(6) The Agreement said only that its terms are to be construed in accordance with the laws of Massachusetts, and did not include a selection of forum or venue. See id. ¶ 11. The New York courts may easily apply Massachusetts law. Furthermore, Massachusetts law will not necessarily govern the non-contract negligence claims in the action.

Phlo urges that these are the circumstances and factors that indicate the burden of litigating in Massachusetts outweighs the benefit and public interest in so litigating. Veryfine responds with its own arguments and examples of factual circumstances in support of the opposite conclusion:

(1) Some Phlo representative will be likely to attend trial every day regardless of its actual location. The "disruption" is the same;
(2) The burden on third-party witnesses in traveling to Boston instead of to New York is negligible;
(3) While correspondence is in the possession of both parties, the bulk of the documents relevant to disputes at issue are in Littleton, Massachusetts, the site of the plant. These include invoices, storage records, shipment records, delivery records, etc.;
(4) Phlo has charged Veryfine with misrepresentation about the capability of the production line. A "site visit" may be necessary to resolve certain factual issues;
(5) All of the operative events at issue took place in Massachusetts. That is where performance was to occur and where breach is alleged to have occurred. There is thus a nexus between the dispute and Massachusetts;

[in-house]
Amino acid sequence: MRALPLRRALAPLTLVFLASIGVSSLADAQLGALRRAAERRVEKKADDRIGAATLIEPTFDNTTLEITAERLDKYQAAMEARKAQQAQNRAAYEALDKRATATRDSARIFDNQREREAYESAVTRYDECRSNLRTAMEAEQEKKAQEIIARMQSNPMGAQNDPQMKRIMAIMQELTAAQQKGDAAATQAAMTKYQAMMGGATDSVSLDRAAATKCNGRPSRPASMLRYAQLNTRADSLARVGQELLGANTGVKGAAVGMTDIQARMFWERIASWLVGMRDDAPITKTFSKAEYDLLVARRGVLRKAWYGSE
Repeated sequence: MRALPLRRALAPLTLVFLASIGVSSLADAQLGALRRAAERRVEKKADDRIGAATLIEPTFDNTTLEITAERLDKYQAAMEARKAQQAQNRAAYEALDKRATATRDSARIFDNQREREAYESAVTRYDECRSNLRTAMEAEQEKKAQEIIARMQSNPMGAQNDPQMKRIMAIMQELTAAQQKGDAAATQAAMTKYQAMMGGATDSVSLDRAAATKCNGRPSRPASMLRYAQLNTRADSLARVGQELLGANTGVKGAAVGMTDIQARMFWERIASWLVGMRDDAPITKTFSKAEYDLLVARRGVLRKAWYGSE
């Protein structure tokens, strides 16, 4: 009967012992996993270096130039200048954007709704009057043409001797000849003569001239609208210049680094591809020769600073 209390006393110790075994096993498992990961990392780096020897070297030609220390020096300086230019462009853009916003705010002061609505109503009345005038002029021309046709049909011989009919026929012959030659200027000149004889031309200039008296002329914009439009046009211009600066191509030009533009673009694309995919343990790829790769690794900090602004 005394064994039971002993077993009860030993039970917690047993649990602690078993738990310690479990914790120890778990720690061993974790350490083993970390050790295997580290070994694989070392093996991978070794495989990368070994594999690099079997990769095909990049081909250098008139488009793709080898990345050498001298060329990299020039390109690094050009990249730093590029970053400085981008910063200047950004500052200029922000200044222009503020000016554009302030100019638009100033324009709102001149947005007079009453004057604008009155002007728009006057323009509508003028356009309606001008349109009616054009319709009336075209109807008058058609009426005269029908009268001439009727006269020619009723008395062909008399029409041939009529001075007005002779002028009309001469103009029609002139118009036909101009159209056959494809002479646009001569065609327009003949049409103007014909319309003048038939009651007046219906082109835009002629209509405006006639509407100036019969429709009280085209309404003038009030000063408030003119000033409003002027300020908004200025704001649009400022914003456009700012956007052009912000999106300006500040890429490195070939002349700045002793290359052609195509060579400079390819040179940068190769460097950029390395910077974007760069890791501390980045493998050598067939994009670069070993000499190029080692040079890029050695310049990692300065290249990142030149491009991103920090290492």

(6) One of Phlo's key witnesses, Kenneth Venti (the former Vice President and CFO) is now President and CEO of a beverage company in Massachusetts and resides in Needham, Massachusetts, not in New York;
(7) A Massachusetts federal court may be presumed to have greater familiarity with Massachusetts law than a New York federal court. Although there was no forum selection clause in the contract, this presumption weighs in favor of Massachusetts as the forum;
(8) Phlo did nothing in the execution or performance of the Agreement to avail itself of the forum of New York in particular. Phlo is a Delaware corporation that happens to have an office in New York. New York is no more appropriate a place for the suit than any other;
(9) Phlo was fully aware it was entering into an agreement with Massachusetts and its employees regularly traveled to Massachusetts in conjunction with performance of that contract. It delivered the raw materials here. It rented warehouse space near the Veryfine plant to store those materials. It had its customers pick up products from the Massachusetts plant;
(10) No Veryfine employee ever visited New York in connection with this contract or any other dealing between these litigants; and
(11) As noted by this Court in Coady v. Ashcraft & Gerel, 996 F. Supp. 95 (D.Mass.1998), the difference between Boston and New York is minimal and the District of Massachusetts has a low average caseload and ample judicial resources to handle this case expeditiously.[7]

*26 This Court DECLINED to transfer the suit to New York. These parties have only shown the common "hardships" associated with civil litigation, namely travel, employee absence, document production, etc. Phlo should not be entitled to deference because its operation is small. It is still liable to answer for its alleged contractual breaches wherever it may be sued upon those breaches.